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The Larry Summers saga - women’s scientific aptitude and the truth about choice

By Leslie Cannold - posted Thursday, 24 March 2005

Harvard’s outspoken President Larry Summers is in the poo.

Since the middle of January, when he theorised that an important reason for the shortage of tenured female scientists and engineers in American’s top universities and researcher institutions was women’s lack of “instrinsic aptitude”, calls for his resignation have been coming thick and fast. His defenders have fought back, insisting that Summers has been unfairly shouted down by a politically correct cadre of feminists.

A transcript of Summers’ remarks on the Harvard website show his speculation on the causes of female scientific and mathematical under-achievement was three-pronged. Discrimination plays a small part, Summers opined, but the rest of the problem could be slated home to women’s natural mediocrity (their under-representation in the left tail of a bell curve measuring scientific and mathematical IQ), and their unwillingness to work hard.


But while it has been his claims about female biology that have caused him so much grief, it was the Harvard President’s “high-powered job” thesis that really irked me.

Essentially, it re-badges institutional gender inequity as the morally neutral consequences of women’s work and family “choices”. High-powered jobs, says Summer, demand 80-hour-weeks, time flexibility, continuous and diligent effort throughout the lifecycle and a mind that is “always working on the problems that are in the job, even when the job is not taking place”. Married men, says Summers, have historically been more “prepared” to make this “commitment” than married women.

There’s no doubt that the thesis that women (bless their deep and karmically balanced souls) are “opting out” of the rat race and “redefining success” - rather than bashing their heads against iron ceilings - is extremely popular at the moment. A 2003 cover story in the New York Times Magazine put the case this way. Beneath a photo of a mother and baby cuddling at the foot of a ladder, it asked “Why don’t more women get to the top?” The answer: “They choose not to.”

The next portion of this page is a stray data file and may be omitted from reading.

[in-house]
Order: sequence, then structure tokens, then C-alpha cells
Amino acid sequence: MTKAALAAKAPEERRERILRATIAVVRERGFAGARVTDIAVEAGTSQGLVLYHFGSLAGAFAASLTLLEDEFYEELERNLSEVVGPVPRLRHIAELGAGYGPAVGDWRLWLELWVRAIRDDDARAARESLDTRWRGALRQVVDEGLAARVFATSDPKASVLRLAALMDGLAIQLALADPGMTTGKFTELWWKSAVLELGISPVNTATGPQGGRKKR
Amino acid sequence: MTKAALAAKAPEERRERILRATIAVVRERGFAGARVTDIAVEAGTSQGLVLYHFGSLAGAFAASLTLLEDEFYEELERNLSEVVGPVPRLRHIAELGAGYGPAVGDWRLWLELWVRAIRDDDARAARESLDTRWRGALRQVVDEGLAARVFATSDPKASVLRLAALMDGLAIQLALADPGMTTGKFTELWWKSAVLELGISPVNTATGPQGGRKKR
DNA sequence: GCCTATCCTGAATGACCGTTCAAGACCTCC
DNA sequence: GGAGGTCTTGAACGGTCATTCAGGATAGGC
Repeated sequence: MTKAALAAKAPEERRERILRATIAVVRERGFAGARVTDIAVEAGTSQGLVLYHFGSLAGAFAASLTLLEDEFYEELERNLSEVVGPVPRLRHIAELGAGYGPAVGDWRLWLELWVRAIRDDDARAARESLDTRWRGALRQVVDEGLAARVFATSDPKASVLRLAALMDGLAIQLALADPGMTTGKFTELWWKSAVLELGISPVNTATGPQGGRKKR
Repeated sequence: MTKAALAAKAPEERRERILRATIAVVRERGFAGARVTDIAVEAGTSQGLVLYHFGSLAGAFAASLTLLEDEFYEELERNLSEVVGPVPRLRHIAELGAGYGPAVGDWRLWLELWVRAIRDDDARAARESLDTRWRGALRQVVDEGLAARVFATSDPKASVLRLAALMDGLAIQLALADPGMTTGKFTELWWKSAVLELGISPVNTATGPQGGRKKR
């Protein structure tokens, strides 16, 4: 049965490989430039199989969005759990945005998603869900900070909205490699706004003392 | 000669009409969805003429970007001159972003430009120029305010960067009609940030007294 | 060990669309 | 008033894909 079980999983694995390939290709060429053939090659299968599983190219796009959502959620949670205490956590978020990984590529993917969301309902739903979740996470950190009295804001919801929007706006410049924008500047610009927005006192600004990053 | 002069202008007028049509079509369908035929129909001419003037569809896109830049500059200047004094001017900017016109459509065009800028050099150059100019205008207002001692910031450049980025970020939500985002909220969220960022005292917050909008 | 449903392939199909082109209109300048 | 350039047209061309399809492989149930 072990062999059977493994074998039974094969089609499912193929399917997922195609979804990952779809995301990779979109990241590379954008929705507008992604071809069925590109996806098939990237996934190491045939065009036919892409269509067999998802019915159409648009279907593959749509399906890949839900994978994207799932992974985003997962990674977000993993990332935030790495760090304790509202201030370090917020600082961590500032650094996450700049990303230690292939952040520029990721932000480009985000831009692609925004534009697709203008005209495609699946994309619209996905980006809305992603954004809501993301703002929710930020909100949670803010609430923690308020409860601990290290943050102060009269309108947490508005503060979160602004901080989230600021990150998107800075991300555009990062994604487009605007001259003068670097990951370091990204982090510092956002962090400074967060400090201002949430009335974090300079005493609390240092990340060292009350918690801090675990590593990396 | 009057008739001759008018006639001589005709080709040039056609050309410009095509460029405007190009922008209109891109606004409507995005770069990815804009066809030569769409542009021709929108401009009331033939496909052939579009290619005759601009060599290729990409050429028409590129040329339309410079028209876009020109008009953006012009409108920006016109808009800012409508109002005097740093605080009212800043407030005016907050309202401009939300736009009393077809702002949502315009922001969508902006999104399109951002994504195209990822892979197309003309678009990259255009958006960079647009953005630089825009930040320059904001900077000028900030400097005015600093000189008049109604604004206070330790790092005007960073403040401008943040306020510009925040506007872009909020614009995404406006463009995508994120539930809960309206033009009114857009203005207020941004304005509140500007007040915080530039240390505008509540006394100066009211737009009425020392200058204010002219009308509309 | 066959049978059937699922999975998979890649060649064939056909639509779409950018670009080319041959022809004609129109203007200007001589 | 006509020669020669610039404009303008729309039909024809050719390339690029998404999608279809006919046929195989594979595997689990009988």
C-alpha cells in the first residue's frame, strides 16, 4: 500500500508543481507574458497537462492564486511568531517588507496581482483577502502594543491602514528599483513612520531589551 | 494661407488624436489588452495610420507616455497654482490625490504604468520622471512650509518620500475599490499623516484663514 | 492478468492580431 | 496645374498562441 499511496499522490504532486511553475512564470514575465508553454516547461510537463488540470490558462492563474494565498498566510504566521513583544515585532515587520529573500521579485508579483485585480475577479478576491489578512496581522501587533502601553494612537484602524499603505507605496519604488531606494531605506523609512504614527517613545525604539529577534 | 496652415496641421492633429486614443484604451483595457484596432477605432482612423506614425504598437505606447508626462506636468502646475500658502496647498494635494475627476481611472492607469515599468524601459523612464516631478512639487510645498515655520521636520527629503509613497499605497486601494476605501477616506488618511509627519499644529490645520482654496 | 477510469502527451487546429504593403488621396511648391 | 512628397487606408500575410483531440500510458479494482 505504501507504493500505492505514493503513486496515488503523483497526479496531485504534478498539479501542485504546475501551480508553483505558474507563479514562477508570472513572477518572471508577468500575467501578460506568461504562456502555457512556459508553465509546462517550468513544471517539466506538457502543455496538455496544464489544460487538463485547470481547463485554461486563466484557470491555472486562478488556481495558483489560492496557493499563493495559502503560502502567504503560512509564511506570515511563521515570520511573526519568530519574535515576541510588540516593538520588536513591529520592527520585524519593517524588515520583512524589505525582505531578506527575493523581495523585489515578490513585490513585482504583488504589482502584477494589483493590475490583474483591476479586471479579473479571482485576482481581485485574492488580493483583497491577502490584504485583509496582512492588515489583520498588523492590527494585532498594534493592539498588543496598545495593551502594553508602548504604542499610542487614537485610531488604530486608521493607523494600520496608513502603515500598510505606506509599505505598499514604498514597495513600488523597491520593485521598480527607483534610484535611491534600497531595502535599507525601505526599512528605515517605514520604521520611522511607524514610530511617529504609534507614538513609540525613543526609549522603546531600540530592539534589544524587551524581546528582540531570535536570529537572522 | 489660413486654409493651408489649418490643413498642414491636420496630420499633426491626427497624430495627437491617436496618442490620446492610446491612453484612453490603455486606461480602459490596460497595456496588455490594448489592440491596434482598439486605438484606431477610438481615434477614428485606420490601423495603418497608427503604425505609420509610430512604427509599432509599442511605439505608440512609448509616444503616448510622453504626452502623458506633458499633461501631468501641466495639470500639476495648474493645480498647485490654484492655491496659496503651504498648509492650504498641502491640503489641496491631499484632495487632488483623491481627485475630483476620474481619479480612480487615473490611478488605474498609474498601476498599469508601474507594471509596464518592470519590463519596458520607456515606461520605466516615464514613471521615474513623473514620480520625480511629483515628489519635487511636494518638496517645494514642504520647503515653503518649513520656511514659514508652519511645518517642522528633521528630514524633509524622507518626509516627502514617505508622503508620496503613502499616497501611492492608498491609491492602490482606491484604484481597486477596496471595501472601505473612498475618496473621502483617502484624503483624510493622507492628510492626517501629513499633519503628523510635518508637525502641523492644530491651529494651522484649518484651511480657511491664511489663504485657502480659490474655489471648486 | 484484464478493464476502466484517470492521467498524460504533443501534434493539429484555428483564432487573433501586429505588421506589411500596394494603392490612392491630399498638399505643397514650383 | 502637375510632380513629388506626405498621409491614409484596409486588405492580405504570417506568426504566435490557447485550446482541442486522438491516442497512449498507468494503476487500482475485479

Convenient? I’ll say. But the trouble is that there’s no evidence that when mothers have real choice, they dump their plans to have the same “all” as men have always enjoyed and sedately file home. Instead, what data there is suggests that when women do give up and accept life on the Mummy-track, a lack of real options to balance work and family is the cause.

The key to all this is the contrast between what choice looks like in the abstract, versus its appearance in the real world. In the abstract, unspoken and patently false presumptions about the full and fair context in which women make decisions about career and family lead to disinterested conclusions that women’s failure to achieve is the consequence of their work “choices”. In the real world, women know they can only make authentic choices consistent with their needs and values when there is an adequate range of high quality options available, and they are free to decide between them.

Here’s just some of what a 2004 US Government Accountability Office report found when it asked women science students and academics why they worked at smaller institutions, taught more, and more often on a part-time basis: behaviour that they all knew significantly reduced their odds of successfully competing against the men in their department for tenure.


First, most female PhD students said they intended to seek a position at a small college, where they’ll teach more and research less, in order to maintain a work family balance. Second, women said they worked part-time more often then men in order to juggle family life with a tenure track position. Third, they complained that because they shoulder the bulk of the second shift at home but their male colleagues don’t, gender-neutral university assistance programs to parents - like an extra year after a baby is born to publish before a tenure decision is made - does nothing more than further advantage their male colleagues in the tenure competition at their expense.

What all this, not to mention logic, suggests is that women “choose” their health, sanity and the well-being of their children and their marriage against their own career advancement in the same way animals caught in steel trap traps “choose” to gnaw off their legs.

And when women aren’t trapped? Anecdotal evidence (and that’s most of what’s around, given the dearth of high-quality family-friendly employment) suggests that they stay, excel, and achieve.

In fact, the only real chance of ever testing Summers’ thesis about the role biology plays in women’s work patterns is to eliminate the effect gender discrimination and bias has on them. Only when the playing field is truly level - both at home and at work - will we know whether men keep rising to the top because they really are the cream.

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First published in The Age on March 14, 2005.

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About the Author

Dr Leslie Cannold is a writer, columnist, ethicist and academic researcher. She is the author of the award-winning What, No Baby? and The Abortion Myth. Her historical novel The Book of Rachael was published in April by Text.

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